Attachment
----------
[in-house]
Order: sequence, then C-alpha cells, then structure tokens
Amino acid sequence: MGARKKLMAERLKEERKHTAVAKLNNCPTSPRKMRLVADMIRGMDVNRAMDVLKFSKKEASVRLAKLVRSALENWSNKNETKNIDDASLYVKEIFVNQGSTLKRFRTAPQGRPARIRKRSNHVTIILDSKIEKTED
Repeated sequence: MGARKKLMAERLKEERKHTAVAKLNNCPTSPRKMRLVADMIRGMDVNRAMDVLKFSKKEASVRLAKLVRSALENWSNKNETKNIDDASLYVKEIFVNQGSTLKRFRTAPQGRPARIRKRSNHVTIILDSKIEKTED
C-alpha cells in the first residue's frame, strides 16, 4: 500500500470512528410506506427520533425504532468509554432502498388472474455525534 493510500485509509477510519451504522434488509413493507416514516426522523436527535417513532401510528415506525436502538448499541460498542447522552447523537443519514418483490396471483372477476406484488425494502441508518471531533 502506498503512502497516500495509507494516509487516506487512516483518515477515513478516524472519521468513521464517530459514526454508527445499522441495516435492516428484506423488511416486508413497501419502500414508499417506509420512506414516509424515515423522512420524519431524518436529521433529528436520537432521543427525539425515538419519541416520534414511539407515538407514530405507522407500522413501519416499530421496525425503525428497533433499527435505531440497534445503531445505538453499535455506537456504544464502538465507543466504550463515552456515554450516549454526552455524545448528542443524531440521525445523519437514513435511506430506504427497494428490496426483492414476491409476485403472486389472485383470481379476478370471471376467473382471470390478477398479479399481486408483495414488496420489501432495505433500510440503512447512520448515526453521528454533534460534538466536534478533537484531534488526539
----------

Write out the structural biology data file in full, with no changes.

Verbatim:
[in-house]
Order: sequence, then C-alpha cells, then structure tokens
Amino acid sequence: MGARKKLMAERLKEERKHTAVAKLNNCPTSPRKMRLVADMIRGMDVNRAMDVLKFSKKEASVRLAKLVRSALENWSNKNETKNIDDASLYVKEIFVNQGSTLKRFRTAPQGRPARIRKRSNHVTIILDSKIEKTED
Repeated sequence: MGARKKLMAERLKEERKHTAVAKLNNCPTSPRKMRLVADMIRGMDVNRAMDVLKFSKKEASVRLAKLVRSALENWSNKNETKNIDDASLYVKEIFVNQGSTLKRFRTAPQGRPARIRKRSNHVTIILDSKIEKTED
C-alpha cells in the first residue's frame, strides 16, 4: 500500500470512528410506506427520533425504532468509554432502498388472474455525534 493510500485509509477510519451504522434488509413493507416514516426522523436527535417513532401510528415506525436502538448499541460498542447522552447523537443519514418483490396471483372477476406484488425494502441508518471531533 502506498503512502497516500495509507494516509487516506487512516483518515477515513478516524472519521468513521464517530459514526454508527445499522441495516435492516428484506423488511416486508413497501419502500414508499417506509420512506414516509424515515423522512420524519431524518436529521433529528436520537432521543427525539425515538419519541416520534414511539407515538407514530405507522407500522413501519416499530421496525425503525428497533433499527435505531440497534445503531445505538453499535455506537456504544464502538465507543466504550463515552456515554450516549454526552455524545448528542443524531440521525445523519437514513435511506430506504427497494428490496426483492414476491409476485403472486389472485383470481379476478370471471376467473382471470390478477398479479399481486408483495414488496420489501432495505433500510440503512447512520448515526453521528454533534460534538466536534478533537484531534488526539